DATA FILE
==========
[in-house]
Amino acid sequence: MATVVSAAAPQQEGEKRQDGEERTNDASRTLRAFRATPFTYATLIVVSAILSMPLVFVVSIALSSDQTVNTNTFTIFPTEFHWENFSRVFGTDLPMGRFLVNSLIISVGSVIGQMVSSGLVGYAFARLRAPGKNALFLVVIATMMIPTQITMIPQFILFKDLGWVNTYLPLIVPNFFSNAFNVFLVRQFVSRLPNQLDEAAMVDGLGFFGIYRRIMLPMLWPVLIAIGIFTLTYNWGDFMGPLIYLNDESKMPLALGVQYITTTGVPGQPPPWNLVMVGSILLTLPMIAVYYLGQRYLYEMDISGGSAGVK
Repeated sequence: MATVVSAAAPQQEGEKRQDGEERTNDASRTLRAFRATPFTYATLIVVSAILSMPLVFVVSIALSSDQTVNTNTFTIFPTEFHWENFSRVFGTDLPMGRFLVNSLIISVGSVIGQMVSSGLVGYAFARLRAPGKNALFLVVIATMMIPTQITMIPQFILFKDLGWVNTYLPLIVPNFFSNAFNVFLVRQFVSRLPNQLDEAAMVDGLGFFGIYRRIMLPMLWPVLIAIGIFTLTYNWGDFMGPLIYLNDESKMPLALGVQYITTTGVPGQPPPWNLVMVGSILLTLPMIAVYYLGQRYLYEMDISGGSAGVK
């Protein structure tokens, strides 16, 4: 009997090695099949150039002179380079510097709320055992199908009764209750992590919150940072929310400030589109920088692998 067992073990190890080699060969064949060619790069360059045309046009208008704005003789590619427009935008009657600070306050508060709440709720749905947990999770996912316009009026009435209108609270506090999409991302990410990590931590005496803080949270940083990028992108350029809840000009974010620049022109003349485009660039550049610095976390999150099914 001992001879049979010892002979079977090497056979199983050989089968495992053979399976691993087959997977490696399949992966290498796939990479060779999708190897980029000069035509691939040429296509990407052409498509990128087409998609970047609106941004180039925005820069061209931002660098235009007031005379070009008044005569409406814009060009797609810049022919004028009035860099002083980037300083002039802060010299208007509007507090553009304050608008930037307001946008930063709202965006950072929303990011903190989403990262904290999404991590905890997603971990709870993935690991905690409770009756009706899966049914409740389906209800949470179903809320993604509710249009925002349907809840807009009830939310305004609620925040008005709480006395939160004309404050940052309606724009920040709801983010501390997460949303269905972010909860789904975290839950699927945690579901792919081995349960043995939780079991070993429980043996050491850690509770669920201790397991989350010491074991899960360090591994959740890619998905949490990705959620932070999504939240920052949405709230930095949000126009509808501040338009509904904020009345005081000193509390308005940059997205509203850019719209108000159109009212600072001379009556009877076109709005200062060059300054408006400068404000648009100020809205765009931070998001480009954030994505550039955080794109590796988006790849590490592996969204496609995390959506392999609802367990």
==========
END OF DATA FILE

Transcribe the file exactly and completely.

[in-house]
Amino acid sequence: MATVVSAAAPQQEGEKRQDGEERTNDASRTLRAFRATPFTYATLIVVSAILSMPLVFVVSIALSSDQTVNTNTFTIFPTEFHWENFSRVFGTDLPMGRFLVNSLIISVGSVIGQMVSSGLVGYAFARLRAPGKNALFLVVIATMMIPTQITMIPQFILFKDLGWVNTYLPLIVPNFFSNAFNVFLVRQFVSRLPNQLDEAAMVDGLGFFGIYRRIMLPMLWPVLIAIGIFTLTYNWGDFMGPLIYLNDESKMPLALGVQYITTTGVPGQPPPWNLVMVGSILLTLPMIAVYYLGQRYLYEMDISGGSAGVK
Repeated sequence: MATVVSAAAPQQEGEKRQDGEERTNDASRTLRAFRATPFTYATLIVVSAILSMPLVFVVSIALSSDQTVNTNTFTIFPTEFHWENFSRVFGTDLPMGRFLVNSLIISVGSVIGQMVSSGLVGYAFARLRAPGKNALFLVVIATMMIPTQITMIPQFILFKDLGWVNTYLPLIVPNFFSNAFNVFLVRQFVSRLPNQLDEAAMVDGLGFFGIYRRIMLPMLWPVLIAIGIFTLTYNWGDFMGPLIYLNDESKMPLALGVQYITTTGVPGQPPPWNLVMVGSILLTLPMIAVYYLGQRYLYEMDISGGSAGVK
């Protein structure tokens, strides 16, 4: 009997090695099949150039002179380079510097709320055992199908009764209750992590919150940072929310400030589109920088692998 067992073990190890080699060969064949060619790069360059045309046009208008704005003789590619427009935008009657600070306050508060709440709720749905947990999770996912316009009026009435209108609270506090999409991302990410990590931590005496803080949270940083990028992108350029809840000009974010620049022109003349485009660039550049610095976390999150099914 001992001879049979010892002979079977090497056979199983050989089968495992053979399976691993087959997977490696399949992966290498796939990479060779999708190897980029000069035509691939040429296509990407052409498509990128087409998609970047609106941004180039925005820069061209931002660098235009007031005379070009008044005569409406814009060009797609810049022919004028009035860099002083980037300083002039802060010299208007509007507090553009304050608008930037307001946008930063709202965006950072929303990011903190989403990262904290999404991590905890997603971990709870993935690991905690409770009756009706899966049914409740389906209800949470179903809320993604509710249009925002349907809840807009009830939310305004609620925040008005709480006395939160004309404050940052309606724009920040709801983010501390997460949303269905972010909860789904975290839950699927945690579901792919081995349960043995939780079991070993429980043996050491850690509770669920201790397991989350010491074991899960360090591994959740890619998905949490990705959620932070999504939240920052949405709230930095949000126009509808501040338009509904904020009345005081000193509390308005940059997205509203850019719209108000159109009212600072001379009556009877076109709005200062060059300054408006400068404000648009100020809205765009931070998001480009954030994505550039955080794109590796988006790849590490592996969204496609995390959506392999609802367990």